The title itself wasn't 'unfunny', it will give you more laughs than the typical novel however I expected far more laughs. To use an analogy, you sign up for a full body massage and only get a neck and shoulder massage.... missing the back, thighs, legs, etc. It is pretty short though and it answers a lot of questions about the writer/narrator's life which fans of her will be satisfied hearing.
All in all, there are a number laugh out loud moments, just not as much as I would like. It was an ok listen though, not particularly hating it but not loving it either just kinda 'meh'.
This was one of those books I heard about some time ago, in fact a couple years ago, by a friend but never got around to reading it. It continued to be in the back of my mind that I should really read it but I (for whatever reason) simply never got around to doing it. I finally was able to get around to it.... And I must say.... This is one of those titles that makes you re-evaluate and seriously rethink some things.
I love titles that are self narrated. I always believe books that are self narrated by the author generally comes from a genial place and leaves a more lasting impact on the listener. You can be rest assured that the feeling that the author is trying to get, the emphasis on key terms and portions of the title will not be list due to someone's sometimes misguided interpretation of their work. It can be a clear and direct view of what the author themself was trying to express. And in such a highly personable title such as this, Ayaan Hirsi Ali did herself a great service by taking on this title herself.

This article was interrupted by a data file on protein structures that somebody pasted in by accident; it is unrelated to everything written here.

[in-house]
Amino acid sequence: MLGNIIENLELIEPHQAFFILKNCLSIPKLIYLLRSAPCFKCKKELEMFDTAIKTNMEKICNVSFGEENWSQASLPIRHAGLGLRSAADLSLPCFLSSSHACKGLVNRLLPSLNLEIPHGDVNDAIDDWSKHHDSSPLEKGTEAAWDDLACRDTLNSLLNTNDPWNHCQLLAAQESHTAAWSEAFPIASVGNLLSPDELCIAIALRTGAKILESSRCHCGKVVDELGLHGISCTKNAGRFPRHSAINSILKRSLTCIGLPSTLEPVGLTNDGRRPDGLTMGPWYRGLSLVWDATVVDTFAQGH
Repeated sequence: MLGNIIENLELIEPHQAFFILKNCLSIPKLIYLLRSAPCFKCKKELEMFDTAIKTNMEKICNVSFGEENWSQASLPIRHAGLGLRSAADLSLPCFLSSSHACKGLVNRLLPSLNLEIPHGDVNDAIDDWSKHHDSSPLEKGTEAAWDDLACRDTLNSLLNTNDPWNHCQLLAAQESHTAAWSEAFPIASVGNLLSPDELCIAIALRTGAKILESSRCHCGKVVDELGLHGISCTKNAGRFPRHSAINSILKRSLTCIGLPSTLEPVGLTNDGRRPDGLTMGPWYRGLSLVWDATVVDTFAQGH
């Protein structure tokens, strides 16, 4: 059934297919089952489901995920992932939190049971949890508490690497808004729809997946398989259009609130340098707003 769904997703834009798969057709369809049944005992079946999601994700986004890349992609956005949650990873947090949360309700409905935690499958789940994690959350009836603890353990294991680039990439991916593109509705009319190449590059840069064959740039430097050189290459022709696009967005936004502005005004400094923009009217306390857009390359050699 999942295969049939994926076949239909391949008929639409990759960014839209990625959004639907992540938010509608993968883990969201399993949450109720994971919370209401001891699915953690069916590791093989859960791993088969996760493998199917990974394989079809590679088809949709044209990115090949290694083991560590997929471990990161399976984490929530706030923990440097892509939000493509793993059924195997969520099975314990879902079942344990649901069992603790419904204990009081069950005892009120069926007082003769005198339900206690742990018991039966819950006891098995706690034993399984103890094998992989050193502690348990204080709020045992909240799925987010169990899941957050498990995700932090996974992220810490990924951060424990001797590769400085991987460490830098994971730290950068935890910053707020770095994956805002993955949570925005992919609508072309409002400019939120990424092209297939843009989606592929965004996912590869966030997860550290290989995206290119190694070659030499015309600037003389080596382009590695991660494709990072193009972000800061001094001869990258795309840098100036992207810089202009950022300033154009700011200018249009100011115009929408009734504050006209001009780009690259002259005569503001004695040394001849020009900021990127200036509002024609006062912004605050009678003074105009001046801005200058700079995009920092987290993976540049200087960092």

The story was one that after you finished going through it, you thought that it was a story that needed to be told. Her life was extraordinary yes but so many parts of it is simply typical in the lives of women in the Middle East that it simply is a very sad and sobering truth. You understand where she is coming from with the title of Infidel and you can't help but root for her after seeing the triumph she experienced at various parts of the book. Obviously though the scars of certain situations will never be erased but that can't be helped when you have lived the life she has.
The book speaks such truth, of the sobering kind that I left this book reeling from all that I had to absorb. Truly a great title! I would recommend this to anyone.